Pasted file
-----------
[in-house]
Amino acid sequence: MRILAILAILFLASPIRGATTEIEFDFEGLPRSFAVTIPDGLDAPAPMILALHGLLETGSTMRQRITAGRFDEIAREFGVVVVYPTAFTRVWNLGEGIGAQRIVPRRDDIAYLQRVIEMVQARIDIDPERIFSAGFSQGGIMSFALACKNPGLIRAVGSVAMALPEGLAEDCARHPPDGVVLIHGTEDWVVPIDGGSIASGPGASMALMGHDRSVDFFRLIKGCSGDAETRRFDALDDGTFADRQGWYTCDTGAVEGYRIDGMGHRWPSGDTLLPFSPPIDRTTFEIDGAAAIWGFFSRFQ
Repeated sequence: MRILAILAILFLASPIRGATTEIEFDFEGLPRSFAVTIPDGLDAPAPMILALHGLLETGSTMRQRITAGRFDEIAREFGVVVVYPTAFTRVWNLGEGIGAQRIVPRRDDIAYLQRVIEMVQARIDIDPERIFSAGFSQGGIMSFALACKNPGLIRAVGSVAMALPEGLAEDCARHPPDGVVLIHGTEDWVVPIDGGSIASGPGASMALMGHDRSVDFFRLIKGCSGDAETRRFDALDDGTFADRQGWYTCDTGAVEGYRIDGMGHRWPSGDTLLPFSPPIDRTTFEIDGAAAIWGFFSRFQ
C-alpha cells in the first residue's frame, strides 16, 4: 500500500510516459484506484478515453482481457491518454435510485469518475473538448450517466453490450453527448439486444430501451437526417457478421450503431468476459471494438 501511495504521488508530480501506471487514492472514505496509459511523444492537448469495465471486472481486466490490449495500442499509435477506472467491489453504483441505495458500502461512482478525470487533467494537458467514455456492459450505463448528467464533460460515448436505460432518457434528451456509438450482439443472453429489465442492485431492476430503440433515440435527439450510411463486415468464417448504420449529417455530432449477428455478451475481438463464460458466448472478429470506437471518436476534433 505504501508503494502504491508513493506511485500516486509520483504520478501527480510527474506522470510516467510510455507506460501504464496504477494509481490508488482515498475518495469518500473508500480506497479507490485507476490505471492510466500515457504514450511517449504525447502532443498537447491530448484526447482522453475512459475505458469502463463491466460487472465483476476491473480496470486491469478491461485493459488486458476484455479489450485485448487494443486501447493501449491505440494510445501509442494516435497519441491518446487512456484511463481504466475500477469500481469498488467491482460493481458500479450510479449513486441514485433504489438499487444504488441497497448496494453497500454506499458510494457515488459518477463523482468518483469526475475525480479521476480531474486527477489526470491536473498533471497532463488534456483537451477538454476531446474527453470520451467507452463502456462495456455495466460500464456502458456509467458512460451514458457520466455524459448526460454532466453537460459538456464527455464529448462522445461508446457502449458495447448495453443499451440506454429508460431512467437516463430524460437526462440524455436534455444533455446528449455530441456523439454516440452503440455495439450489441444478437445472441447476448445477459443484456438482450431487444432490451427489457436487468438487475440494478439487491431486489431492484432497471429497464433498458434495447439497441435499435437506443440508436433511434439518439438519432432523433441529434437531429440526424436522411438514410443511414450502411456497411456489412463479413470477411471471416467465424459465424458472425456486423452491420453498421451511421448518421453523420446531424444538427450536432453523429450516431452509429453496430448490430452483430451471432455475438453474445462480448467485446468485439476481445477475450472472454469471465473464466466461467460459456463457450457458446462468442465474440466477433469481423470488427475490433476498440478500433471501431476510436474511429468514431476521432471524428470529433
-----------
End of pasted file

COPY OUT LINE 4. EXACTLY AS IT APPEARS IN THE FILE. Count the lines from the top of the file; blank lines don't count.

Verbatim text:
C-alpha cells in the first residue's frame, strides 16, 4: 500500500510516459484506484478515453482481457491518454435510485469518475473538448450517466453490450453527448439486444430501451437526417457478421450503431468476459471494438 501511495504521488508530480501506471487514492472514505496509459511523444492537448469495465471486472481486466490490449495500442499509435477506472467491489453504483441505495458500502461512482478525470487533467494537458467514455456492459450505463448528467464533460460515448436505460432518457434528451456509438450482439443472453429489465442492485431492476430503440433515440435527439450510411463486415468464417448504420449529417455530432449477428455478451475481438463464460458466448472478429470506437471518436476534433 505504501508503494502504491508513493506511485500516486509520483504520478501527480510527474506522470510516467510510455507506460501504464496504477494509481490508488482515498475518495469518500473508500480506497479507490485507476490505471492510466500515457504514450511517449504525447502532443498537447491530448484526447482522453475512459475505458469502463463491466460487472465483476476491473480496470486491469478491461485493459488486458476484455479489450485485448487494443486501447493501449491505440494510445501509442494516435497519441491518446487512456484511463481504466475500477469500481469498488467491482460493481458500479450510479449513486441514485433504489438499487444504488441497497448496494453497500454506499458510494457515488459518477463523482468518483469526475475525480479521476480531474486527477489526470491536473498533471497532463488534456483537451477538454476531446474527453470520451467507452463502456462495456455495466460500464456502458456509467458512460451514458457520466455524459448526460454532466453537460459538456464527455464529448462522445461508446457502449458495447448495453443499451440506454429508460431512467437516463430524460437526462440524455436534455444533455446528449455530441456523439454516440452503440455495439450489441444478437445472441447476448445477459443484456438482450431487444432490451427489457436487468438487475440494478439487491431486489431492484432497471429497464433498458434495447439497441435499435437506443440508436433511434439518439438519432432523433441529434437531429440526424436522411438514410443511414450502411456497411456489412463479413470477411471471416467465424459465424458472425456486423452491420453498421451511421448518421453523420446531424444538427450536432453523429450516431452509429453496430448490430452483430451471432455475438453474445462480448467485446468485439476481445477475450472472454469471465473464466466461467460459456463457450457458446462468442465474440466477433469481423470488427475490433476498440478500433471501431476510436474511429468514431476521432471524428470529433